Everything you do burns calories…walking, talking, sitting, exercising, eating, etc. Anything you do (or even don’t do) “costs” energy.
Now… a quick raise of hands for those who say exercise is what accounts for most of your daily calorie expenditure.
Did you raise your hand??
I hate to be the bearer of bad news…but unfortunately if you raised your hand, you couldn’t be more wrong.
I don’t mean to be harsh…but it is the truth!
In fact, exercise accounts for only 5% of your daily caloric expenditure.
That’s why the phrase “abs are made in the kitchen” exists. It’s why exercise alone will not get you the results you want.
So now…just where are all the other burned calories coming from?
#1 Your BMR (basal metabolic rate)
That’s right. Just existing at rest burns calories. Your body does a lot just to exist. Your blood needs to flow to all parts of your body. Your brain needs to work. Your heart needs to beat. Your organs need to function. It expends a TON of calories and is why a solid foundation in nutrition is so crucial.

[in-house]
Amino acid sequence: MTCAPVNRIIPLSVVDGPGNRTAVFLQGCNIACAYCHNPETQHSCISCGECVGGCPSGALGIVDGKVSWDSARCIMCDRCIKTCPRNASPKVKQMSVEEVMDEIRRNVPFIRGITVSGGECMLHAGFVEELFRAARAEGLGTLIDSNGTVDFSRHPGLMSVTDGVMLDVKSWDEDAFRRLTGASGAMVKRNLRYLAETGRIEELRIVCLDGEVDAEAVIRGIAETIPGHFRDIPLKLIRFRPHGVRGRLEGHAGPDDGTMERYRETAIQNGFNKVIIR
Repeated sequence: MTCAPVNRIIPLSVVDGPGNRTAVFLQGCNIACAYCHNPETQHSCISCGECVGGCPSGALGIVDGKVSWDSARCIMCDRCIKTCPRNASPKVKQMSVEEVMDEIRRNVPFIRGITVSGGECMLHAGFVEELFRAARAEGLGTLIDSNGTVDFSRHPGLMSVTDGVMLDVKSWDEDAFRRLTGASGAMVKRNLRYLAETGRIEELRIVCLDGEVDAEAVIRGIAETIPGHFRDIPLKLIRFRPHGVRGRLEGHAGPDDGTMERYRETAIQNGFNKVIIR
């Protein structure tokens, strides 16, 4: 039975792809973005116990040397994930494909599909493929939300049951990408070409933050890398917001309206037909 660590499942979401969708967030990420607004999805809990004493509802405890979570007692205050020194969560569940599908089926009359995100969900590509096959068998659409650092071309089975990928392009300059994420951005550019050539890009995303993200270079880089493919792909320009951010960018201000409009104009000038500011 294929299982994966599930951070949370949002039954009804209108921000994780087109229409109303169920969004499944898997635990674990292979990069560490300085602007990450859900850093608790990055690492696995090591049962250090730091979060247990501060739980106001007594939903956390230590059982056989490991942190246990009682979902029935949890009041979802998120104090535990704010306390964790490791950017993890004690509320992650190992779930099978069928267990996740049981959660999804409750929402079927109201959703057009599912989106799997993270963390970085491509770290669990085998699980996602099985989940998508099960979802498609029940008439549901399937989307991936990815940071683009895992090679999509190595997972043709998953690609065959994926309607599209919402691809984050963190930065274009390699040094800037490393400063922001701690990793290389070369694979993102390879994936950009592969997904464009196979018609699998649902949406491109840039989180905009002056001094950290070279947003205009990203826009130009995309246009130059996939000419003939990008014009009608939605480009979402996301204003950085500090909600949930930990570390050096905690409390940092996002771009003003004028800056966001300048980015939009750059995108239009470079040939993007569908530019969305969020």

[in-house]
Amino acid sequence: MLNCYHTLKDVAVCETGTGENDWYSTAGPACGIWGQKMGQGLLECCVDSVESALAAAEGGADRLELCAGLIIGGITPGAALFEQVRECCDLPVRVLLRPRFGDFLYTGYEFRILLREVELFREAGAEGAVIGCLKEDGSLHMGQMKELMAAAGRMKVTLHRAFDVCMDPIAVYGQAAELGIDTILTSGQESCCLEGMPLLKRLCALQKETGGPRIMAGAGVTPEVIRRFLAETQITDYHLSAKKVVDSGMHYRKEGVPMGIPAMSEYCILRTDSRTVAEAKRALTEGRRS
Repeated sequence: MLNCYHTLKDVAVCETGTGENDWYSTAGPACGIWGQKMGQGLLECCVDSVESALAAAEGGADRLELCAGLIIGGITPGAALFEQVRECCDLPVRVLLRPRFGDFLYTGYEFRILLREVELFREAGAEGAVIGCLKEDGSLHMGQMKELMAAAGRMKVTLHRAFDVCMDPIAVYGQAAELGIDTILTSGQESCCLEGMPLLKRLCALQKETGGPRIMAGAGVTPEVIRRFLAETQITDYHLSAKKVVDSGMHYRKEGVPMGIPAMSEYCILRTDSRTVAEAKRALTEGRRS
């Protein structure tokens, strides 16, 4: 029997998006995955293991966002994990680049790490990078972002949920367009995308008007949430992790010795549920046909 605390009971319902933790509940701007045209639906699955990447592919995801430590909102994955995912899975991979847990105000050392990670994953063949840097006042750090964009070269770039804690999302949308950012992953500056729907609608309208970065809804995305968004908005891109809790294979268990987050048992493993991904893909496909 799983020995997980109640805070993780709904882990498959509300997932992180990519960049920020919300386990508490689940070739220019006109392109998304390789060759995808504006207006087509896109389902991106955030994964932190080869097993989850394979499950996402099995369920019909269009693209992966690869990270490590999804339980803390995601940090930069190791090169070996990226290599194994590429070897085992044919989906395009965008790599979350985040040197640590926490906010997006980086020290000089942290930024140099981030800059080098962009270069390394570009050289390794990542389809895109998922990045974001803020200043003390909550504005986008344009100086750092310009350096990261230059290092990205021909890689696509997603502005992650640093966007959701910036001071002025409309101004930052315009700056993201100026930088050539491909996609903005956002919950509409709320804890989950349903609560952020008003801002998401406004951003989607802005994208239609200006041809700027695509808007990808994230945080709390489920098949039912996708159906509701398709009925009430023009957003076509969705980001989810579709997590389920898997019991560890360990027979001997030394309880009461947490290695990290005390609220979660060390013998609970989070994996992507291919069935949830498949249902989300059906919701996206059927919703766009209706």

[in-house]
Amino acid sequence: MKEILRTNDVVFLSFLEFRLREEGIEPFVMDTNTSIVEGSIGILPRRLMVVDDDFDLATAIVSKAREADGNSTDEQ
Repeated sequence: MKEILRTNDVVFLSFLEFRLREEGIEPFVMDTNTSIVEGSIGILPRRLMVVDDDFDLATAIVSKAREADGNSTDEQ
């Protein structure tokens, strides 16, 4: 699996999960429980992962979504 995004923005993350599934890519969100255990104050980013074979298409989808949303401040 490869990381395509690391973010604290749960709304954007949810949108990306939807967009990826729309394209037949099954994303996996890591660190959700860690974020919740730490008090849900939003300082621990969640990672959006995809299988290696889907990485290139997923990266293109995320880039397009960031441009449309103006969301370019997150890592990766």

Your BMR accounts for 70% of your daily expenditure. That’s nearly 15x the energy that is burned from exercise. Most BMRs are around 1400-1500 for females and 1700-1800 for males. I know by now I’m beating a dead horse but this is why it’s so important to eat MORE than your BMR (something most are not doing). When you eat less than your BMR, your metabolism has to slow down…meaning it forces your body to burn fewer calories than if you would eat above your BMR.
#2 NEAT (Non-exercise activity thermogenesis)
This includes all activity that is NOT exercise: walking, talking, typing, driving, and yes, even fidgeting.
NEAT accounts for 15% of your daily caloric expenditure…3x the amount burned from exercise. This is why getting 8,000-10,000 steps/day is just as encouraged as going to the gym for an hour. Yes, exercise is great, but it’s only a small part of the puzzle. You’ll be just as successful if not more successful if you make your day-to-day routine more active rather than simply stay at the gym an extra hour.